My Heart Is the Drum has had quite a journey since the 2013 Festival! How did the show make its way to the Village Theatre for this production?
It has been quite a journey! And along the way, My Heart Is the Drum has become sort of a poster child for NAMT-member development. At the NAMT after-party, we met Robb Hunt, Village Theatre’s Executive Producer, who told us he loved the show. A few months later, we had a formative week-long writers retreat at Goodspeed Musicals. That summer, Drum was part of the Festival of New Musicals at Village Theatre. That was followed in the fall of 2014 by a workshop at Kent State University, and, that winter, a developmental production there—which Robb Hunt attended, and where we signed our contract with Village Theatre. Two workshops at Village happened after that, and here we are—with opening night of our World Premiere at Village Theatre [tonight]!
The last time we checked in with My Heart Is the Drum, the show was preparing for a production at NAMT member Kent State University. What has kind of response has the show had since then?
We’re thrilled to report several honors since then to complement the BMI Harrington Award for Creative Excellence that Jennie Redling had earned a few years back for the libretto. In 2015, Phillip Palmer and Stacey Luftig won the Fred Ebb Award for Excellence in Musical Theatre Songwriting, and in 2016 Stacey won the Kleban Prize as Most Promising Lyricist—both awards based on songs from My Heart Is the Drum. The show was also a Finalist for the 2016 Richard Rodgers Award. And Village Theatre was awarded a National Endowment of the Arts Grant to help expand understanding of issues raised in My Heart Is the Drum.
What did you as a team learn about the show during the production at Kent State, and how has the show developed since then?
A short list: We made major changes to the act break; we cut a beloved song that wasn’t doing the right job for us; we wrote what we consider to be a powerful new song for an important character; we shortened the opening; we clarified and simplified the ending; we cleared up other points of confusion; Phillip reworked the orchestration with Robert Elhai (Tony-nominated orchestrator for The Lion King); and we streamlined like mad.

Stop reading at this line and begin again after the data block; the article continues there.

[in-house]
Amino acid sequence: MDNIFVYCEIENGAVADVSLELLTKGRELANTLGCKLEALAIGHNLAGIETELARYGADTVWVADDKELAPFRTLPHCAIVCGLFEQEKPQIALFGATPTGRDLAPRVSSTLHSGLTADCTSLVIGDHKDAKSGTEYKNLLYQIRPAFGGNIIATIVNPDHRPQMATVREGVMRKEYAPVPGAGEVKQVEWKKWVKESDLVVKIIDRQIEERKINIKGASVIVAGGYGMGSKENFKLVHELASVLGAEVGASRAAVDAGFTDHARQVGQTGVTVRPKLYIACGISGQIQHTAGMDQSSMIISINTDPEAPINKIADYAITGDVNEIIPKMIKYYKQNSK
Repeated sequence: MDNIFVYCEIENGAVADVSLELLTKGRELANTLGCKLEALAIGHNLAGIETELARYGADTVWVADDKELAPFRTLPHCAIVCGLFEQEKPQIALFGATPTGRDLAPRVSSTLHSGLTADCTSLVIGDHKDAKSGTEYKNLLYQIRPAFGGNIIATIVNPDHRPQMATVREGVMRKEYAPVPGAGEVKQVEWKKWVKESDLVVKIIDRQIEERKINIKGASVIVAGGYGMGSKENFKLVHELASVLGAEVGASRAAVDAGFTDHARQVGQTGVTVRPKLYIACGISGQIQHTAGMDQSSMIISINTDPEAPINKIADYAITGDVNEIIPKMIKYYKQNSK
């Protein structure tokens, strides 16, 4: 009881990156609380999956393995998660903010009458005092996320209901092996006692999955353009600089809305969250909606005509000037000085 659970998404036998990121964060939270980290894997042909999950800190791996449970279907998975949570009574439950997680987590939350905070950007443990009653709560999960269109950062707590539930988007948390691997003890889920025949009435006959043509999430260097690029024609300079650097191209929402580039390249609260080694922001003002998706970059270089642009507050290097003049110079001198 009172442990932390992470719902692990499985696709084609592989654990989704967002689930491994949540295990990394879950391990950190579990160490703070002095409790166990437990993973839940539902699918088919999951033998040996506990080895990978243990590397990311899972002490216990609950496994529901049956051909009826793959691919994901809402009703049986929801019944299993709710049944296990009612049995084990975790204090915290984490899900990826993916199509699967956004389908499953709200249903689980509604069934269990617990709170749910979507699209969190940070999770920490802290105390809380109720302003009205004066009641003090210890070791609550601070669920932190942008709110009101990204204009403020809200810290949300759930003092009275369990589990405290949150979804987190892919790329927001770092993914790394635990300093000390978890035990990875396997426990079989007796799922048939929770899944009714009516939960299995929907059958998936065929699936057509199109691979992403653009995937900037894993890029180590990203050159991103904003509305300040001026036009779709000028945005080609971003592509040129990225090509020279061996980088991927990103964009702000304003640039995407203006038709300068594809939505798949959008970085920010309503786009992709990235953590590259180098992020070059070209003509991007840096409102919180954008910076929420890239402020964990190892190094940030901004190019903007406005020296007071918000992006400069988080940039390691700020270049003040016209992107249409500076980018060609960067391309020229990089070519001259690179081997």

In other words, we refined the beginning, middle and end…and everything in between.
The production at Village Theatre will be My Heart Is the Drum’s World Premiere—what has the partnership between you all and the theatre looked like as you prepare for opening night?
Village Theatre has been a magnificent partner. First and foremost, they recognized the fantastic work done at NAMT by our director, Schele Williams (Associate Director, Motown the Musical) and brought her out to direct this production. Throughout the process, they have provided us with the gifts of time for workshops; a generous budget for the show; and along the way, their wise and gently delivered critiques. They encouraged us in directions that made the show not only clearer, but bolder and even more truthful. We feel fortunate to have had such guidance along with so much artistic freedom.
What moments of the musical are you most excited to share with the audience?
Why should people plan a trip to Washington state to see this world premiere?
My Heart Is the Drum has been gaining momentum ever since NAMT introduced it to the theater community in 2013. That momentum is now culminating in a gorgeously produced and beautifully performed world premiere, with a 10-week run, that has been developed at the same theatre where Next to Normal and Million Dollar Quartet started out. This story is infused with timely themes, including the importance of education for girls and the dangers and hardships that girls in particular experience as they seek that education. But most of all, people should come to see this show to immerse themselves in a moving and inspiring story, with a driving African-influenced score, and told with truthfulness, humor and a sense of celebration.